This crowning event was followed by a series of parties organised by the boys of the St. Stephens college. The senior Mirandians would take the Miranda House freshers along in order to facilitate pairing off with the Stephenians. The height of a Mirandians ambition was to get a boyfriend from among the Stephenians, preferably someone with a car who could take you out to fancy disco and parties every weekend. In all the years that I studied in that supposedly premier institution, I heard very few of my fellow classmates discuss books or ideas except to borrow each others notes for examination preparation. Most of their time and energy was spent on talking of boyfriends, shopping trips, dressing up, and planning for parties and outings. In that sense, the beauty contest was not an isolated event in which a few participated for fun. It set the tone and cultural milieu for the hep Mirandians all year round. The message was clear: Your body shape, waist and bust size, the way you dressed, the accent in which you spoke English (reflecting the social, economic status of your family), and the kind of male attention you were able to attract were far more important than any other qualities you might have. For instance, while Miss Miranda was considered the celebrated heroine of the campus, very few students knew who topped the university in various subjects or won medals in debating or various sporting events. The beauty contest promoted vicious elitism and low-level competitiveness among women at the cost of talent and other human qualities.
Ironically enough, these contests and fashion parades were organised by the college Students Union which, until then, was monopolised by the same beauty culture elite. This Union hardly ever concerned itself with academic issues or various legitimate problems faced by the students. The president and the secretary of the Union sat as judges in the beauty contest along with former beauty queens of Miranda House.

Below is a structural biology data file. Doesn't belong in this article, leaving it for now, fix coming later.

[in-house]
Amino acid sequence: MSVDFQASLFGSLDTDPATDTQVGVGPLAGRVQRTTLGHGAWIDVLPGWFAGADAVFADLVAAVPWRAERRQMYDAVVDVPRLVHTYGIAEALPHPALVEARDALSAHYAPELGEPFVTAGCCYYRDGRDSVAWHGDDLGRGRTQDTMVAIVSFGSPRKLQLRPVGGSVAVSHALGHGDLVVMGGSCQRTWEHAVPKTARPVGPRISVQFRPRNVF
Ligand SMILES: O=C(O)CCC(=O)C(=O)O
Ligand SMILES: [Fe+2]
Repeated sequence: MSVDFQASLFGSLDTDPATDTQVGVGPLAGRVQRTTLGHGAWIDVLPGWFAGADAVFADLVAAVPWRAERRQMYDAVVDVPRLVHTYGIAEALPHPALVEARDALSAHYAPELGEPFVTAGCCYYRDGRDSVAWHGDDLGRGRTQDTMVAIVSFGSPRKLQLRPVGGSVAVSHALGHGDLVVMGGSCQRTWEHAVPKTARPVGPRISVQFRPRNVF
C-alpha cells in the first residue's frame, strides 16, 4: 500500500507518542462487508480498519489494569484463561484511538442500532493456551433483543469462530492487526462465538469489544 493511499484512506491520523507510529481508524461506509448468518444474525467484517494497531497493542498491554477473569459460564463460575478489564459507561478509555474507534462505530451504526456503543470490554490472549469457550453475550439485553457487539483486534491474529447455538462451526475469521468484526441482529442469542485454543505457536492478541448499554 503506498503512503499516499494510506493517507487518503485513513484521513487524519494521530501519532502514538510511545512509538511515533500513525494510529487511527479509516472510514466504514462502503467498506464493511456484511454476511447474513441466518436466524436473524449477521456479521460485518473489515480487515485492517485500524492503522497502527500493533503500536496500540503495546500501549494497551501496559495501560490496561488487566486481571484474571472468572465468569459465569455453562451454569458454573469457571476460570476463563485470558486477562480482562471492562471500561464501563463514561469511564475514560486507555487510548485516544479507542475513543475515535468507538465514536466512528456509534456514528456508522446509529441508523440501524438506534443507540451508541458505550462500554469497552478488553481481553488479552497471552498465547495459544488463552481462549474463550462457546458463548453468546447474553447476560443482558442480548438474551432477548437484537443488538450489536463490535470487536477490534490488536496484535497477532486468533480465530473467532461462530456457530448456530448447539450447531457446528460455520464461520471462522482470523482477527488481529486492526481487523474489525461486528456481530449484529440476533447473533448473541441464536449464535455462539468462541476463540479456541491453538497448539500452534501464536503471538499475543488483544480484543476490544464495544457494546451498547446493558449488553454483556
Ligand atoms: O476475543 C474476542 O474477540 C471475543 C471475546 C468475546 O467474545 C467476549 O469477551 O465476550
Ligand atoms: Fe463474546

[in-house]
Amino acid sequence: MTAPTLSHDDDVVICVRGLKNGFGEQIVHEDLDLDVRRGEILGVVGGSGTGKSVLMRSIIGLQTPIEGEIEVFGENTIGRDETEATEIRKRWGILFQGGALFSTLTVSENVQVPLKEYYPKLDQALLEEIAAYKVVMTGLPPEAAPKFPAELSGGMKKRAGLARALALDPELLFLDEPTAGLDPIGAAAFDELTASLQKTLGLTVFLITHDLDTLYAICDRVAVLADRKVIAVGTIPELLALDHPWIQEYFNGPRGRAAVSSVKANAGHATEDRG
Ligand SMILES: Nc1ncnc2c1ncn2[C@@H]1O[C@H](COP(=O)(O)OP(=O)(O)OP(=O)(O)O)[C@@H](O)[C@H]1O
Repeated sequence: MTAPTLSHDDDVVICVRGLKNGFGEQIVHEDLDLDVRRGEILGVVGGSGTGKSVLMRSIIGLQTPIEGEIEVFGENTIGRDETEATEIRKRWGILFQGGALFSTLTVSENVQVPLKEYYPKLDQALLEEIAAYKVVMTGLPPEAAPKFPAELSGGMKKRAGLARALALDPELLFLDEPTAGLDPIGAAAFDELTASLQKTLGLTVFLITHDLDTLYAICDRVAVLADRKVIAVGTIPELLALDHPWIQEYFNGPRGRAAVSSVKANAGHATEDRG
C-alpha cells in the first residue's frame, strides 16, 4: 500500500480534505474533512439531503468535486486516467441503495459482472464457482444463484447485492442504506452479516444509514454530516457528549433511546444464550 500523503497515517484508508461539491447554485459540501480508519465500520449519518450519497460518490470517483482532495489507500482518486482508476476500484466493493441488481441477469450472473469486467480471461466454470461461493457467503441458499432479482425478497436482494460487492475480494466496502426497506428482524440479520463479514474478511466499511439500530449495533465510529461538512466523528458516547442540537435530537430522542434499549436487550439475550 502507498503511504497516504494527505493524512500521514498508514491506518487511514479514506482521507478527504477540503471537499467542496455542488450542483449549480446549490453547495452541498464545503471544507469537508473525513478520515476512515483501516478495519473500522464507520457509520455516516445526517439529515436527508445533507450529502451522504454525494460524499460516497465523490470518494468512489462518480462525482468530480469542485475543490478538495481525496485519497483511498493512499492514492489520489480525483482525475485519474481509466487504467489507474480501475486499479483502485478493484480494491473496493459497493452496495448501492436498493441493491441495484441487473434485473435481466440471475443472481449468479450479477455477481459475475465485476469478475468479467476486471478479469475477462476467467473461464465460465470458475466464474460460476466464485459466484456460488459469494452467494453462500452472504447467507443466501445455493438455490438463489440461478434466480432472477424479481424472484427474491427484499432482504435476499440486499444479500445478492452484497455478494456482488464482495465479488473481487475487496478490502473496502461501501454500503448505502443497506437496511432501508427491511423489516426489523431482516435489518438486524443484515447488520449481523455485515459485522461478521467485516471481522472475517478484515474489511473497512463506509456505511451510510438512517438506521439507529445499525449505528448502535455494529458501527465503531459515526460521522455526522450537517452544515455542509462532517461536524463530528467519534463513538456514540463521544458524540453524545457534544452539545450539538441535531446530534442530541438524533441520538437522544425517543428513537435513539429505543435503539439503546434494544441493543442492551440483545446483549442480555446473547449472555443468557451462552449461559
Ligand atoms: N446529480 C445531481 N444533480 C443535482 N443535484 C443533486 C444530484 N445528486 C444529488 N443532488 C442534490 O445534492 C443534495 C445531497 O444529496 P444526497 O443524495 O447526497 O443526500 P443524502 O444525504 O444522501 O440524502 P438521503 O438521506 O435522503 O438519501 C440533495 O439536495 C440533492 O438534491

In 1969, Akhila Ramachandran took over as president of the Union. I was vice-president of the Union that year. We tried to transform the Union into the voice of organised student opinion on various issues relating to the university, as well as the general society and polity. When our elected team tried to raise the issue of abolishing the beauty contest, we met with vigorous opposition from the dominant elite of the college. Akhila worked out a compromise and tried to tone down the beauty-cutie part of the contest by asking a few intelligent questions of the contestants and selecting someone who was not beautiful in the conventional sense. I personally was not satisfied with this beauty-cum-brain contest idea because it kept the basic derogatory message intact while bowdlerising the notion of intelligence in women.
Therefore, when I got elected as president of the Union in the following year, the two issues we began the year with were:
The hep elite were clearly in a tiny minority, but they were so used to having their writ obeyed all these years, that they could not stomach the idea that the college bhenjis, who they considered riff-raff, could dare vote out one of their most sacred rituals one that affirmed the superiority of their way of life in the college. Even though the function was supposed to be organised under the aegis of the Students Union and more than 90 percent of the student body had voted against it, the beauties and cuties were not willing to accept this verdict. This unleashed a virtual civil war in the college.
They sought and got the support of the college administration for holding the beauty contest.
In those days, the English department, along with a sprinkling of faculty from the History and Economics departments, used to dominate college affairs in pretty much the same way as the hep English speaking elite dominated the student body. The college principal, along with a group of influential teachers, declared their support for the beauty contest, defending it as one of the hallowed traditions of Miranda House. On our side, we began a vigorous signature campaign in the college, going from class to class, holding long discussions with small clusters of students and, thereby, successfully mobilising a very large body of determined opinion against the beauty contest. Since we were accused of manipulating a majority vote in the general body by rabble rousing, we asked for a secret ballot, a sort of referendum on the desirability of holding the controversial contest. A day was fixed for it. But the beauty contest lobby felt insecure knowing that they were a helpless minority, and therefore, with the help of the then college principal and a few supportive teachers, they decided to hold the contest surreptitiously, a couple of days before the agreed date of the secret ballot. As soon as we got to know of it, we were able to organise, at short notice, a massive dharna at the proposed venue and pre-empt the holding of the contest. The beauties in all their fineries trooped out of the college and held a contest in a private apartment on the outskirts of the University. They had the satisfaction of having held the contest anyway. We were satisfied it could not be called the Miss Miranda beauty contest any more. That was the last beauty contest in Miranda House.